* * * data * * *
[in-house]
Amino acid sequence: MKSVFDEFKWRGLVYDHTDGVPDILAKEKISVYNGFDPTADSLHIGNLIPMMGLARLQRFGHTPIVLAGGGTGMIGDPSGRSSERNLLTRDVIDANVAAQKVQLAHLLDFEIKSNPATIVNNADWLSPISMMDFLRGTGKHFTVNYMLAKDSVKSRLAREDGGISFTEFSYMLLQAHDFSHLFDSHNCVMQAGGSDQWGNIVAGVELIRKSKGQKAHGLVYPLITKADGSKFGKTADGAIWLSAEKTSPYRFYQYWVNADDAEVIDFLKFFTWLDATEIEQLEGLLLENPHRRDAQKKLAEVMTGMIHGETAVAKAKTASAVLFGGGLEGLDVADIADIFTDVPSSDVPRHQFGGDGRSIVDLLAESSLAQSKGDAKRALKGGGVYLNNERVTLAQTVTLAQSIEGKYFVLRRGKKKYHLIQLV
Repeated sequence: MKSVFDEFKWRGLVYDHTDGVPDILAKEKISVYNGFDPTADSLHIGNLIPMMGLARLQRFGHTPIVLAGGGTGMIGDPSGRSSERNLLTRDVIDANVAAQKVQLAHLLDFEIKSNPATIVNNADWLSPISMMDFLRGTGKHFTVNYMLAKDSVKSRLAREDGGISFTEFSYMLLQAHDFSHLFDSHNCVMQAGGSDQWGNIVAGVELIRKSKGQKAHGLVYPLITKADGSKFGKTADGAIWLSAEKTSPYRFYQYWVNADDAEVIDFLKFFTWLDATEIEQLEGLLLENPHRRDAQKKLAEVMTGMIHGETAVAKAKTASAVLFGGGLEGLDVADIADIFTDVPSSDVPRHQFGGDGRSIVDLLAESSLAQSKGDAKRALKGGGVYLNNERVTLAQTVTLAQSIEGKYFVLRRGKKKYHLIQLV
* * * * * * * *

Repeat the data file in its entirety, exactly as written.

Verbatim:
[in-house]
Amino acid sequence: MKSVFDEFKWRGLVYDHTDGVPDILAKEKISVYNGFDPTADSLHIGNLIPMMGLARLQRFGHTPIVLAGGGTGMIGDPSGRSSERNLLTRDVIDANVAAQKVQLAHLLDFEIKSNPATIVNNADWLSPISMMDFLRGTGKHFTVNYMLAKDSVKSRLAREDGGISFTEFSYMLLQAHDFSHLFDSHNCVMQAGGSDQWGNIVAGVELIRKSKGQKAHGLVYPLITKADGSKFGKTADGAIWLSAEKTSPYRFYQYWVNADDAEVIDFLKFFTWLDATEIEQLEGLLLENPHRRDAQKKLAEVMTGMIHGETAVAKAKTASAVLFGGGLEGLDVADIADIFTDVPSSDVPRHQFGGDGRSIVDLLAESSLAQSKGDAKRALKGGGVYLNNERVTLAQTVTLAQSIEGKYFVLRRGKKKYHLIQLV
Repeated sequence: MKSVFDEFKWRGLVYDHTDGVPDILAKEKISVYNGFDPTADSLHIGNLIPMMGLARLQRFGHTPIVLAGGGTGMIGDPSGRSSERNLLTRDVIDANVAAQKVQLAHLLDFEIKSNPATIVNNADWLSPISMMDFLRGTGKHFTVNYMLAKDSVKSRLAREDGGISFTEFSYMLLQAHDFSHLFDSHNCVMQAGGSDQWGNIVAGVELIRKSKGQKAHGLVYPLITKADGSKFGKTADGAIWLSAEKTSPYRFYQYWVNADDAEVIDFLKFFTWLDATEIEQLEGLLLENPHRRDAQKKLAEVMTGMIHGETAVAKAKTASAVLFGGGLEGLDVADIADIFTDVPSSDVPRHQFGGDGRSIVDLLAESSLAQSKGDAKRALKGGGVYLNNERVTLAQTVTLAQSIEGKYFVLRRGKKKYHLIQLV